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Whole of Syria

Level 3

Coordination mechanism: Hybrid Sector/Cluster
Year of activation: 2015
NCC: P4 FT UNICEF double hatting ; Syria sector cluster coordinator P4 FT who is supported by 5 subnational cluster coordinators
Deputy:Save the children
IMO:UNICEF P3,FT; In Syria NOA FT
Coordination arrangement:
In NWS Unicef is leading the sector for WoS operations and inside Syria UNICEF is leading the sector with the government

Country Key Contacts

Tarig Mekkawi

Nutrition Cluster Coordinator (Whole of Syria) tmekkawi@unicef.org

Christine Fernandes

Nutrition Cluster Co-Coordinator (Whole of Syria) Christine.Fernandes@savethechildren.org

Najwa Rizkallah

Nutrition Cluster Coordinator (Syria) nrizkallah@unicef.org

Mohammed Latif

Information Management Specialist (Whole of Syria) mlatif@unicef.org

Mohamad Yehya

Information Management Officer (Syria) myehya@unicef.org

Abdulbaset Al Salkini

Information Management Officer (Turkey) nutrition.imo@pac-turkey.org

Annual report 2019

January to December 2019

Nutrition projects in the 2019 HRP

Situation Analysis

 

At the end of 2019, approximately 1.2 million pregnant and lactating women (PLW), and 3.4 million children under 59 months of age were in need of life-saving nutrition services. Acute malnutrition persists throughout geographical hotspots in Syria, with 137,000 children 6-59 months and 51,000 PLWs acutely malnourished at the end of 2019. Maternal malnutrition has increased five folds, leading to poor intrauterine growth, high risks pregnancy and childbirth complications. The criticality of acute malnutrition was highest in sub-districts with large numbers of IDPs, repeated displacements, and areas lacking specialised nutrition services to continually support pregnant women and young children who are the most in need. For in-patient treatment, the rate of malnourished children presenting health complications had increased twofold in some sub-districts. More stabilization centers with trained staff were urgently needed throughout the country for these cases. Almost one in three pregnant women was anaemic, while more than one in four children aged 6-59 months had anaemia as a result of insufficient micronutrient (iron) intake.

Sub-optimal maternal nutrition and infant and young child feeding practices, poor quality of food, and repeated illnesses (due to poor water, sanitation and health conditions) were drivers of poor nutritional status for large parts of the population. 

Chronic malnutrition rates were at a historic peak, with almost 500,000 children suffering from stunting with likely long-term effects on their physical and cognitive development. The national prevalence of stunting in children was estimated to be at 12.6%, with highest rates reported in Idleb and Aleppo Governorates (one in six children stunted).

Response Strategy
  1. Strengthen humanitarian lifesaving preventive nutrition services for vulnerable population groups focusing on appropriate infant and young child feeding practices in emergency, micronutrient interventions and optimal maternal nutrition.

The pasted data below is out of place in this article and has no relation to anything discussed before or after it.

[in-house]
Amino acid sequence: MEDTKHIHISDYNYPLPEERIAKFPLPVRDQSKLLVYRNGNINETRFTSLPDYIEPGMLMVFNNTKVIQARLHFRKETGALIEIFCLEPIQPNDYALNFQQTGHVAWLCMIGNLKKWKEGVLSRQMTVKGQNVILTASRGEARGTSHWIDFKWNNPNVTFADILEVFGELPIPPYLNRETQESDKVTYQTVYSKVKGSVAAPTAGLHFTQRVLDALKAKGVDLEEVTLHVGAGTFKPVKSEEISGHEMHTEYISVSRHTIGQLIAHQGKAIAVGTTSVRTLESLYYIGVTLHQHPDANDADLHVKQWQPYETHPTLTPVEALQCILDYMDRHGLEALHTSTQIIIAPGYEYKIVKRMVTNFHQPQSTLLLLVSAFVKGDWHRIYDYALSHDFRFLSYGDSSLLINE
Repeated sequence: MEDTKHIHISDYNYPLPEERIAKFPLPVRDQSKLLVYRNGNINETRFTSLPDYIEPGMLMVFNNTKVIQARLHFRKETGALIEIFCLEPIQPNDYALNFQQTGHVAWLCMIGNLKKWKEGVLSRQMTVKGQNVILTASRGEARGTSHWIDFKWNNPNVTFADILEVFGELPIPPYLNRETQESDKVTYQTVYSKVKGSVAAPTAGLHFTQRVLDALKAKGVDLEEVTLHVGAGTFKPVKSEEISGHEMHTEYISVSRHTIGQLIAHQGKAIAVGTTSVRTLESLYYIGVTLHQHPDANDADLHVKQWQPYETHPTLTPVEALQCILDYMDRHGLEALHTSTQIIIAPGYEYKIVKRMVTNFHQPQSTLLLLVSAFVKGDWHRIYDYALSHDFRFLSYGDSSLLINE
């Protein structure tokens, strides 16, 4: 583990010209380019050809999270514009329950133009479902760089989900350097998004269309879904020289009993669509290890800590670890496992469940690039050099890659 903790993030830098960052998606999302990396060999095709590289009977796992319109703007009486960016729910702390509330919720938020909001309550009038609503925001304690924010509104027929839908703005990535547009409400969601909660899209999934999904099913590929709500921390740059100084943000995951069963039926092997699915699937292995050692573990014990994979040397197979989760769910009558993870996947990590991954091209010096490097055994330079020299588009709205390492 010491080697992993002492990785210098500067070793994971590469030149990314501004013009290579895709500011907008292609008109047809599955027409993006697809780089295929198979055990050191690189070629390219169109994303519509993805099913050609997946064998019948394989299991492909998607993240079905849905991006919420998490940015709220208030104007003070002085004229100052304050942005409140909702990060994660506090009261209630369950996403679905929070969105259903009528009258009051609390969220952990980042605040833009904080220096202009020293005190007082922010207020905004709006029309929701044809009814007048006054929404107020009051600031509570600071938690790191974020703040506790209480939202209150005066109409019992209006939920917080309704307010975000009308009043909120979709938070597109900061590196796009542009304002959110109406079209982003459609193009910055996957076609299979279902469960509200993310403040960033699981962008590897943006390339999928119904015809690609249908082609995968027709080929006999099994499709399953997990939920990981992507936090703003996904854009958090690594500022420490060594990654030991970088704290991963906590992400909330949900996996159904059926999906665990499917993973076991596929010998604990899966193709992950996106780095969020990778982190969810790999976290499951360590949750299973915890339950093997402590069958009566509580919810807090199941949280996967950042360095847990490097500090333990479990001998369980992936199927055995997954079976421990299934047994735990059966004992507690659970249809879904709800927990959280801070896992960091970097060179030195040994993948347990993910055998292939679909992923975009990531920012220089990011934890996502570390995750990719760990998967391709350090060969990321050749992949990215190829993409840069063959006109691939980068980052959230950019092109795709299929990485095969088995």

2. Improve equitable access to quality humanitarian lifesaving curative nutrition services through systematic identification, referral and treatment of acutely malnourished cases for boys and girls under five and Infant and Young Child Feeding (IYCF).
  3. Strengthening robust evidence-based system for Nutrition with capacity in decision-making to inform needbased programming.
  4. Establish coordinated and integrated nutrition programs between and across relevant sectors through enhanced coordination and joint programming.
  5. Nutrition sector coordination facilitated and enhanced across response hubs.
Challenges
  1. Continuous deterioration in security which limits population access to services, suspension of services, and displacements.
  2. The perception and buy-in by donors on the seriousness of stunting, which is high and on the rise. Significant advocacy efforts have been made to improve awareness and understanding on malnutrition in all its forms and the long-term consequences of chronic malnutrition.
  3. The implementing cluster partners are mostly medium to low scale national NGOs with limited capacity to effectively undertake nutrition in emergency interventions that are to scale. Capacity for inpatient facilities and trained human resources is a particular challenge.
  4. Remote programming brings added difficulties to quality assurance and ensuring assistance is in line with humanitarian principles including monitoring quality, influence and diversion of aid, and working closely on cross-cutting issues such as gender, mental health and disabilities.
  5. Coordination between the different sub-hubs due to political sensitivities.

Priorities for 2020

The nutrition sector will deliver life-saving nutrition services to PLW and children under the age of five, with a specific focus on the first 1,000 days of life.

Affected populations residing in hard-to-reach areas, IDP sites, returnees, overburdened communities, areas affected by a high intensity of hostilities will be prioritized as well as areas of severity 3 to 5.

The nutrition response will scale up multi-sectoral interventions to address the immediate and underlying causes of malnutrition as well as stunting, wasting, and micronutrient deficiencies, to stop the intergenerational cycle of malnutrition in Syria. 

Key Figures in 2019

(millions)

Funding in 2019

(millions)
SAM
MAM
Micro nutrient supplementation
CU5 LNS/HEB
Screening
(millions)
MAM
IYCF-E counselling
Micro nutrient supplementation
Screening
(millions)

Total Partners

0
UN agencies
0
International NGOs
0
National NGOs
0
Government authorities
0
Donors

Key Resources

list of important documents

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